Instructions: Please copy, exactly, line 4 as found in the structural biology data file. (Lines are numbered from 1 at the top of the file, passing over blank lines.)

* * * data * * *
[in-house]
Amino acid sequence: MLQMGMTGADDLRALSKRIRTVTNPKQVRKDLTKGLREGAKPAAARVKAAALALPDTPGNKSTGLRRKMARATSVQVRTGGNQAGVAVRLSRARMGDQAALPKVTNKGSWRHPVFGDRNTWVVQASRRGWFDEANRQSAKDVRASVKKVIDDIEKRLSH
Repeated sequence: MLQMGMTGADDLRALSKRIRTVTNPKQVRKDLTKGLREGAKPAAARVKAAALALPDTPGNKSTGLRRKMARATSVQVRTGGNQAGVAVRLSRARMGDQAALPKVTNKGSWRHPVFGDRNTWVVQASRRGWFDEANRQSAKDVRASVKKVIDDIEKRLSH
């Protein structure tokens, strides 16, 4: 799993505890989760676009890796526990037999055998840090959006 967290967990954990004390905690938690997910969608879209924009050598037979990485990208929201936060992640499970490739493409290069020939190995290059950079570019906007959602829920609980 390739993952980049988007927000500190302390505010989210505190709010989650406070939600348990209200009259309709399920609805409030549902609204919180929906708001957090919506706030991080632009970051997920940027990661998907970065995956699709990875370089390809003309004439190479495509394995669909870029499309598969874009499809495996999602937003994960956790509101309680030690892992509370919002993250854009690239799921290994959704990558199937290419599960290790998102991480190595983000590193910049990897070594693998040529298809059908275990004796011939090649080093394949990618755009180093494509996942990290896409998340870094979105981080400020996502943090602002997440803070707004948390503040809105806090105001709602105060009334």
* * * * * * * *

């Protein structure tokens, strides 16, 4: 799993505890989760676009890796526990037999055998840090959006 967290967990954990004390905690938690997910969608879209924009050598037979990485990208929201936060992640499970490739493409290069020939190995290059950079570019906007959602829920609980 390739993952980049988007927000500190302390505010989210505190709010989650406070939600348990209200009259309709399920609805409030549902609204919180929906708001957090919506706030991080632009970051997920940027990661998907970065995956699709990875370089390809003309004439190479495509394995669909870029499309598969874009499809495996999602937003994960956790509101309680030690892992509370919002993250854009690239799921290994959704990558199937290419599960290790998102991480190595983000590193910049990897070594693998040529298809059908275990004796011939090649080093394949990618755009180093494509996942990290896409998340870094979105981080400020996502943090602002997440803070707004948390503040809105806090105001709602105060009334």